Front Microbiol. 2022 Jul 28;13:953479. doi: 10.3389/fmicb.2022.953479. eCollection 2022.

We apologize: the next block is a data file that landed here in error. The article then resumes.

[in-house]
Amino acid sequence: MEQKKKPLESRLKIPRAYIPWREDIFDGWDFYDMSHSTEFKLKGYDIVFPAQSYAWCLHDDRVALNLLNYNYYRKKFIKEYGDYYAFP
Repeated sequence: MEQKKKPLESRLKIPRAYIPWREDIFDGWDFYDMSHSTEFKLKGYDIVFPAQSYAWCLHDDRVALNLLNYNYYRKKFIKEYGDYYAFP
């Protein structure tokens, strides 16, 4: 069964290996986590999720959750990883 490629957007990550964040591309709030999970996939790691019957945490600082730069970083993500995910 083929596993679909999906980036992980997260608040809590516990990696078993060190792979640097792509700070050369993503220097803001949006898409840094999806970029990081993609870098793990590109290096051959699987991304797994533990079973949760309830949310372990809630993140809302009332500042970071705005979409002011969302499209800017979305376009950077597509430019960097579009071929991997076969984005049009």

In industrial settings and processes, yeasts may face multiple adverse environmental conditions. These include exposure to non-optimal temperatures or pH, osmotic stress, and deleterious concentrations of diverse inhibitory compounds. These toxic chemicals may result from the desired accumulation of added-value bio-products, yeast metabolism, or be present or derive from the pre-treatment of feedstocks, as in lignocellulosic biomass hydrolysates. Adaptation and tolerance to industrially relevant stress factors involve highly complex and coordinated molecular mechanisms occurring in the yeast cell with repercussions on the performance and economy of bioprocesses, or on the microbiological stability and conservation of foods, beverages, and other goods. To sense, survive, and adapt to different stresses, yeasts rely on a network of signaling pathways to modulate the global transcriptional response and elicit coordinated changes in the cell. These pathways cooperate and tightly regulate the composition, organization and biophysical properties of the cell wall. The intricacy of the underlying regulatory networks reflects the major role of the cell wall as the first line of defense against a wide range of environmental stresses. However, the involvement of cell wall in the adaptation and tolerance of yeasts to multiple stresses of biotechnological relevance has not received the deserved attention. This article provides an overview of the molecular mechanisms involved in fine-tuning cell wall physicochemical properties during the stress response of Saccharomyces cerevisiae and their implication in stress tolerance. The available information for non-conventional yeast species is also included. These non-Saccharomyces species have recently been on the focus of very active research to better explore or control their biotechnological potential envisaging the transition to a sustainable circular bioeconomy.